Implicit Memory

is unconscious.  It is memory that is procedural.  Examples of unconscious procedural memory are tying your shoes or riding a bicycle.  Once you’ve learned, you don’t have to consciously remember each part of the process.  Some neuroscientists believe that as much as 80% of our memory is unconscious.  This might sound like a very large amount, but if you have ever experienced the grief of someone you love deeply dying you will probably understand.  When a person you love and who was close to you dies, there are so many daily habitual reminders of their presence that will continue to cause pain over and over unconsciously.  You might even think in one moment about how sad it is that they have died, and then ten minutes later habitually be reminded that it is time to start making their dinner.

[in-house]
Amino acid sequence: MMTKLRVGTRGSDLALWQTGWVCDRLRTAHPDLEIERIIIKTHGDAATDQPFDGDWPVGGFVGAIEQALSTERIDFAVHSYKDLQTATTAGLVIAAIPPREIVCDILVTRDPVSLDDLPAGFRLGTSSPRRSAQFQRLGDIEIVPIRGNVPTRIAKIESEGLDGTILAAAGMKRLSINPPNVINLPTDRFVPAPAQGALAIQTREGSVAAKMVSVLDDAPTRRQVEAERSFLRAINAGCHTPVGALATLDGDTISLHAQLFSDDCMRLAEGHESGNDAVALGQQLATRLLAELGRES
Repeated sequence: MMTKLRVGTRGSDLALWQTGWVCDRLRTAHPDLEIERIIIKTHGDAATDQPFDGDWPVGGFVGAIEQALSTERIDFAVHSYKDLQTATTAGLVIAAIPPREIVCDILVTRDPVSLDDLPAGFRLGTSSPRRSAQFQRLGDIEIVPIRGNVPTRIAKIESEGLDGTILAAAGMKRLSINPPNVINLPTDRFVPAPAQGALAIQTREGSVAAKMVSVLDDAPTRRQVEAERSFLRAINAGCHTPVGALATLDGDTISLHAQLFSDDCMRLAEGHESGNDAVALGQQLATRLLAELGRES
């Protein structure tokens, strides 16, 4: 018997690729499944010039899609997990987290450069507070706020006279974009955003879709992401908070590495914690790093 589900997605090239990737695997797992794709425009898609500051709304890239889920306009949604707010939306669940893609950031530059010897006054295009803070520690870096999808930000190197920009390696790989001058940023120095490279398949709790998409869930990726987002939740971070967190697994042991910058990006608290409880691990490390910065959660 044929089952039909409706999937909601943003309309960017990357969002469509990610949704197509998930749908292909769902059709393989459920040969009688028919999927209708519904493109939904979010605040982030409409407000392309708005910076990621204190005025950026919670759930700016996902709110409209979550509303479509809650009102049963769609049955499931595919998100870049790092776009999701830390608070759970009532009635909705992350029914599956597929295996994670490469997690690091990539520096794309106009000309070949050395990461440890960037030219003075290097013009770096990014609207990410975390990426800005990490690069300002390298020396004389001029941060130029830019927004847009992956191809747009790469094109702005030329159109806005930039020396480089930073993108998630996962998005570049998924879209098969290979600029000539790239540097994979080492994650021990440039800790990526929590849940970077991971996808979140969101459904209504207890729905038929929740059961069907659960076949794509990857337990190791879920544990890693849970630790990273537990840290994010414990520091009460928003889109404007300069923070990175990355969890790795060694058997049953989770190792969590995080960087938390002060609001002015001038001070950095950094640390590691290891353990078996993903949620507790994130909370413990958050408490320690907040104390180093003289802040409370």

When we dedicate our minds and our lives to meditating on God’s Word, we internalize and strengthen our neural pathways that remind us of God’s presence in the world.  The more we concentrate on God’s love for us, the more that we will feel it in our bodies.  We may not be consciously aware of all the ways that we interpret and remember our reality, but the more we infuse every moment, thought and action toward God’s love and God’s Word, the more that reality will live within us.  In psychology there is a concept known as priming.  Priming is our brain’s way of wiring unconscious influence toward specific responses.  Continued reflection and relishing of God’s goodness will prime us to unconsciously expect and observe God’s goodness at work.  The process works in the negative as well.  We can be unconsciously drawn toward the negative when we perpetually dwell on and accept the negative.  Constant meditation on God’s love will change our being.  One of the best reminders of this is Psalm 46:10, “Be still and know that I am God.”  There are so many distractions and invitations pulling our minds one way or another.  Many of the distractions are not good for us at all.  Stilling our minds will still our bodies so that we can become vessels of God’s goodness and love.  We can retrain our focus so that our holiness is both conscious and unconscious.